ORIGINALLY WRITTEN CHERYL JOST
“Phew! You smell like a bad Easter egg,” my son said to me as I walked through the living room to the front door.
“Thanks, I love you too,” I growled, wishing that I, too, could be curled up on the couch reading a book instead of heading back outside to deal with two drippy guinea pigs.
Our guinea pigs have contracted ringworm, which makes their hair fall out-leaving the one with the long black fur looking like one of those poofy poodles with a fancy haircut.
The guinea pigs’ vet, Virginia Skinner of Peabody’s Veterinary Clinic, has prescribed a course of treatment that includes a regimen of drenching the cavies (the pig’s proper name) in a lime sulfa dip.
And let me tell you folks, there’s nothing that says “fun” more than spending part of a Sunday afternoon dipping two struggling guinea pigs over and over into a vat of yellow water that smells like a 3-week-old rotten egg.
It’s a good thing I like the little critters. You can probably imagine what Keith thinks about all of this-and that’s why I’m dipping the pigs and he’s not. Dr. Skinner told me specifically not to hold their heads under the water.
After I bathe the cavies in the sulfa, I rinse off with the hose outside and then come inside to wash thoroughly. Even though I wear an apron and gloves, the smell tends to permeate my skin, my hair, my clothing-well, everything.
So, I rinse myself in white vinegar like my mother taught me to do. According to my mom, white vinegar cures all ills, cleans everything and dissipates all offending odors. I’m not sure if it works with this medicated dip, but at least I feel like I’m trying to do something about the stench.
And that’s how I come out smelling like a bad Easter egg.
It seems like we’re having a rash -pardon the pun-of skin problems with our pets this summer. Our beagle, Biscuit, has always suffered from seasonal allergies, but this year they have been exceptionally bad.
I didn’t know that dogs could suffer from allergies to pollens, weeds and grasses before we got Biscuit. As a pup, when summer rolled around and she romped down in the creek bed, her skin turned bright red. The underside of her oversized beagle ears became fiery, and she scratched and scratched.
Keith wondered if she had gotten into a patch of poison ivy, but when he took her to see one of her vets, Norman Galle, allergies were found to be the culprit. He prescribed some medication that took care of the problem.
Over the years, there have been summers when she hasn’t suffered, and in some years medication has been required. This summer, Biscuit not only developed her red and itchy skin, she started coughing as well.
Dr. Jennifer Martin at the Hillsboro Animal Clinic examined her and started Biscuit on medication that soon took care of not only the redness but the cough as well.
But now Biscuit has started showing symptoms once again, and Dr. Martin has started her on another round of meds. This time, the vet asked Keith if we had recently put in new carpeting.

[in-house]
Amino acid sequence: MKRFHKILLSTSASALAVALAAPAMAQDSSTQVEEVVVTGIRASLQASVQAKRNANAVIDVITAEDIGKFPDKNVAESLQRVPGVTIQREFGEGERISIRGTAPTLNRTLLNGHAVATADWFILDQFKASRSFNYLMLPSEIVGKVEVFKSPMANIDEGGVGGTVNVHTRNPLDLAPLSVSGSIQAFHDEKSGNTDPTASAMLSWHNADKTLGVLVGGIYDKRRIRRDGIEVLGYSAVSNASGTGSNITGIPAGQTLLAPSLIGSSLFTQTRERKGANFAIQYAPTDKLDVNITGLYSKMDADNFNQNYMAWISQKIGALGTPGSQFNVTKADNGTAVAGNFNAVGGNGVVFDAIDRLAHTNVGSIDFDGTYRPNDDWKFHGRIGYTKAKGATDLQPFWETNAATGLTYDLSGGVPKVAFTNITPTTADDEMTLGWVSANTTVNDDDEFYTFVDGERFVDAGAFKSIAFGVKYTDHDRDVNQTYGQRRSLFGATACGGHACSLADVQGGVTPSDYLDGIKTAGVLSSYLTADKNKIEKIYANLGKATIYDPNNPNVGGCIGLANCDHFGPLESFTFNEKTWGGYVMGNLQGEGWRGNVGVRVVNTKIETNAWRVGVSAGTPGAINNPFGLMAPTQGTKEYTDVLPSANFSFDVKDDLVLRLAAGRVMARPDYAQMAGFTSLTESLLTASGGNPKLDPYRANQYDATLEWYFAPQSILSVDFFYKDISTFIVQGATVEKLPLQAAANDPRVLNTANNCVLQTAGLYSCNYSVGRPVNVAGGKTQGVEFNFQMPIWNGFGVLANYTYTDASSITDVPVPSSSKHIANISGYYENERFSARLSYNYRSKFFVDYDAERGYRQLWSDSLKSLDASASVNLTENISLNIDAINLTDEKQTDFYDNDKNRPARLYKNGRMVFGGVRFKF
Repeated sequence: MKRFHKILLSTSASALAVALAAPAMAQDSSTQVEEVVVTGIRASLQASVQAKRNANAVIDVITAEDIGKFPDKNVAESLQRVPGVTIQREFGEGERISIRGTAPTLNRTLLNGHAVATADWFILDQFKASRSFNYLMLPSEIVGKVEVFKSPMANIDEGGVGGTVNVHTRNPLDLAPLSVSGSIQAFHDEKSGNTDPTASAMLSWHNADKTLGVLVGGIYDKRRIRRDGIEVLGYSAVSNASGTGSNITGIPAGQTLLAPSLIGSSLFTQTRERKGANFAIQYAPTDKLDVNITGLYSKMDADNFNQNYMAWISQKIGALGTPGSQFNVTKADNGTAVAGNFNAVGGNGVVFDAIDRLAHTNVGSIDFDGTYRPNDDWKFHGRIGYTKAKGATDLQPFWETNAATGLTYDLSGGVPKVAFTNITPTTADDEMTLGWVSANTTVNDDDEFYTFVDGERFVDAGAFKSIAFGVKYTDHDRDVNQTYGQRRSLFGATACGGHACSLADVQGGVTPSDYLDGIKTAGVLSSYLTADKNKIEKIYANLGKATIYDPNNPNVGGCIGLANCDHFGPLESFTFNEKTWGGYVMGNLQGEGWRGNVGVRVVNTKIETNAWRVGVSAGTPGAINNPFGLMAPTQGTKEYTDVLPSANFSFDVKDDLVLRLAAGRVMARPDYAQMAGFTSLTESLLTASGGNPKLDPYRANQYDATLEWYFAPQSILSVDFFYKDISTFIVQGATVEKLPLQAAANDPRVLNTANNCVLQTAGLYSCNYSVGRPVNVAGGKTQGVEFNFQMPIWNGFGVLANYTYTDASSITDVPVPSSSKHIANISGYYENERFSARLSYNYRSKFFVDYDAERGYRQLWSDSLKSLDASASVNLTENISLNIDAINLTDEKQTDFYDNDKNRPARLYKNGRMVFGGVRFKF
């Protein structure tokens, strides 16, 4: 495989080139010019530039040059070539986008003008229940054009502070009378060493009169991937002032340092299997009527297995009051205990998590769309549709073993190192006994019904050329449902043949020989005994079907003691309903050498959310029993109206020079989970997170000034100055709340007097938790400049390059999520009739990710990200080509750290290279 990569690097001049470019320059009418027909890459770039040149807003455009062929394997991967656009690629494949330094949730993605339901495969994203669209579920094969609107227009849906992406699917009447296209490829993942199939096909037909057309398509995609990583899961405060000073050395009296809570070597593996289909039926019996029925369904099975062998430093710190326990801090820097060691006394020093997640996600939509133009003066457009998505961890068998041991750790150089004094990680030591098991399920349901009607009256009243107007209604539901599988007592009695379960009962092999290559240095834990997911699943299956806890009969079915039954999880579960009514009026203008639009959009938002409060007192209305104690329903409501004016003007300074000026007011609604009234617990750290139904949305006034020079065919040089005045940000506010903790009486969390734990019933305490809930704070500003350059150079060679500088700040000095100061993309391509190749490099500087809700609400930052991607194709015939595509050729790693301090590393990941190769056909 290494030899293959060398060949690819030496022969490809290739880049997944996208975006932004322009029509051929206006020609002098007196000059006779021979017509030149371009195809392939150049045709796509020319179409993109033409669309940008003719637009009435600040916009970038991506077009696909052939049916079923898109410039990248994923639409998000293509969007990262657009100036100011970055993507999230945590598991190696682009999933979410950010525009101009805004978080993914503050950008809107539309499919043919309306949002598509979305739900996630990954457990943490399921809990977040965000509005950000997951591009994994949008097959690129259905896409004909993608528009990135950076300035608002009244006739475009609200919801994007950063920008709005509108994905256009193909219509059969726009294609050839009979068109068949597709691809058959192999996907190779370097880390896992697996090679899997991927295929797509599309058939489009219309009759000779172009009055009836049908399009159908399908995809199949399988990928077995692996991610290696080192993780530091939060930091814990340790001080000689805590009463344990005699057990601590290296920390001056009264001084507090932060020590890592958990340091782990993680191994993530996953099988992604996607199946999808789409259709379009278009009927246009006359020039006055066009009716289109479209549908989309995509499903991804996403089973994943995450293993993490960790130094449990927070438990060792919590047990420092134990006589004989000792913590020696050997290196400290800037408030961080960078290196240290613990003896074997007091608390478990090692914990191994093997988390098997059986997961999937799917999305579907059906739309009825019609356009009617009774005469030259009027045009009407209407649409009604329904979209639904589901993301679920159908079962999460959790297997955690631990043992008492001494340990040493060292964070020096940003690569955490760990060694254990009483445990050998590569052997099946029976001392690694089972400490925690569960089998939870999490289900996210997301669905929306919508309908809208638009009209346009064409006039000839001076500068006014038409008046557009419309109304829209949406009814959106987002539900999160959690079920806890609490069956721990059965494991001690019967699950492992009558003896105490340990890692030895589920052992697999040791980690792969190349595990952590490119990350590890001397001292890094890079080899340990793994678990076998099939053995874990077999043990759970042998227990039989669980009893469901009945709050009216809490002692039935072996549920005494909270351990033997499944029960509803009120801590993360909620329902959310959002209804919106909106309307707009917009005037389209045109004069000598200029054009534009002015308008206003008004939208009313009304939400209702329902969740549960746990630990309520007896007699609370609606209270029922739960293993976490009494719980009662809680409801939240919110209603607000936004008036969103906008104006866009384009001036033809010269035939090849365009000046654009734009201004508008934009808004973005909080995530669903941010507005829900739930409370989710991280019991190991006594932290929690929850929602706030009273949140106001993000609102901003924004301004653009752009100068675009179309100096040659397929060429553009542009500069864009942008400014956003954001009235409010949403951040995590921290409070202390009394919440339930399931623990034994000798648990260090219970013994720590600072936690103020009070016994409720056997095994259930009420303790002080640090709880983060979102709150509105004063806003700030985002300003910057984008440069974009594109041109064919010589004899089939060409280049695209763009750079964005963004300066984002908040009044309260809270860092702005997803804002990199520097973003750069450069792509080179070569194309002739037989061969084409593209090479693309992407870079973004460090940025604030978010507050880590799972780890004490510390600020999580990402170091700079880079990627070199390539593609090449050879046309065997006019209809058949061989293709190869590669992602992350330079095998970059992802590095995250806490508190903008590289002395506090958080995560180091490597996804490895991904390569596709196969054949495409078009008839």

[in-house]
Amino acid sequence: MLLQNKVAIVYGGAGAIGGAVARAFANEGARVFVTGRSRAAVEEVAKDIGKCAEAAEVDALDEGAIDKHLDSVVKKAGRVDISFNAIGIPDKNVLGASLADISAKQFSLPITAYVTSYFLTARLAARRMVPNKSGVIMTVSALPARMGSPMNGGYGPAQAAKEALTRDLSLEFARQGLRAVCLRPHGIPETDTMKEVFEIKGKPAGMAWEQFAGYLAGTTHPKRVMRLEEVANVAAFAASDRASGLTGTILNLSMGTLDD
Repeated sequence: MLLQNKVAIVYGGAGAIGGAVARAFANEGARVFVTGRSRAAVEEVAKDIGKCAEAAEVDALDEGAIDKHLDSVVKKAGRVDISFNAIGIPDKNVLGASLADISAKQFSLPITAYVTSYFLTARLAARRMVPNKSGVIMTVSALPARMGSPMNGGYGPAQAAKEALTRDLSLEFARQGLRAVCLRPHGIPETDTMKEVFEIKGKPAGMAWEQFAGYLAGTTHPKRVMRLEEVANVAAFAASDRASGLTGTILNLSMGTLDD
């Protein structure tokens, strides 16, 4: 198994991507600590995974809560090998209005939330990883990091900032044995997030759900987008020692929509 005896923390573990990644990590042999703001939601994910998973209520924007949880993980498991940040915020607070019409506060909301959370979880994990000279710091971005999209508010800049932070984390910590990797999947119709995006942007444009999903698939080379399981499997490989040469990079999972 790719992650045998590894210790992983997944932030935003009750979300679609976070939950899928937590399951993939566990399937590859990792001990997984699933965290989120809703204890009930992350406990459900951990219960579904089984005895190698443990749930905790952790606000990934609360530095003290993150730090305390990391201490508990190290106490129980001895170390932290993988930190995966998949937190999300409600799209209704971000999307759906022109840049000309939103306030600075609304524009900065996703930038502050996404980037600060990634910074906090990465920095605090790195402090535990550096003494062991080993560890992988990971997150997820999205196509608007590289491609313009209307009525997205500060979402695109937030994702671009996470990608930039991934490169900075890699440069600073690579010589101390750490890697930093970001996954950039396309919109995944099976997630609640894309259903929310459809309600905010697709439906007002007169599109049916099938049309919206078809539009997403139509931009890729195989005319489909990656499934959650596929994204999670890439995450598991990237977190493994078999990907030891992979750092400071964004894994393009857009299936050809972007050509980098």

Yes, we had. So now we are trying to determine to what the dog is allergic-the stuff outside or the stuff inside. Since she goes in and out and in and out, we’ll probably need a hard freeze before we are really sure what’s making the dog itch.
It’s a good thing Biscuit likes going to the animal clinic. I think it’s because Office Manager Sue Millett always gives her a dog “cookie.” Biscuit is too shy to eat it in Sue’s presence, but when I get her out to the car, Biscuit gobbles it up and wags her tail in appreciation.
I’m just grateful her medication comes in tablet form. I’d hate to have to dip that fat hound up and down in a sulfa bath. There wouldn’t be enough white vinegar in the world to cover up that smell.
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Keith and Alex, along with the other Jost men, lately have been spending a lot of their spare time at the reservoir fishing for bass and wipers. They came home last Saturday night full of stories and reeking of bait. I insisted on showers before they sat down to a late supper, but I only suggested that they use soap.
2 cups dried mashed-potato flakes
1 cup flour
1 Tbs. garlic powder
1 Tbs. seasoned salt
1 Tbs. black pepper
2 tsp. cayenne pepper (or to taste)
4 (6 oz.) firm fish fillets (like cod, bass, crappie)
2 cups butter-flavored shortening
Soak fish fillets in cold water. Combine dry ingredients in a shallow pan. In a deep skillet, melt shortening and heat to 350 degrees. (Yes, it’s best to use a thermometer when you fry fish. Or use an electric skillet that will maintain a set temperature.) Take the fish out of the water, shake off excess and dredge the fillets into the flour mixture. Place fish into hot shortening and fry, turning as needed, for about five minutes or until fish flakes. Remove from pan and drain on paper towels. Serve as soon as possible with tartar sauce, lemon slices and all the trimmings.
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Grilled fish also is delicious and simple to prepare when you keep these few steps in mind. To preserve the meat’s moisture, coat the fish with oil if you want to place the fillets directly on the grill. The oil will help to seal the moisture into the meat. And be sure to keep a careful eye on the grill because fish requires more attention than your average burger or T-bone. Flip the fillets as soon as a cut into the fish reveals that the fish is cooked at least half way through. Once flipped, it takes only a short time for the meat to be done.
An easier method is to place the fish on, or wrap it up in, aluminum foil. The foil will prevent the loss of moisture. Here again, keep a close eye. Fish cooks quickly.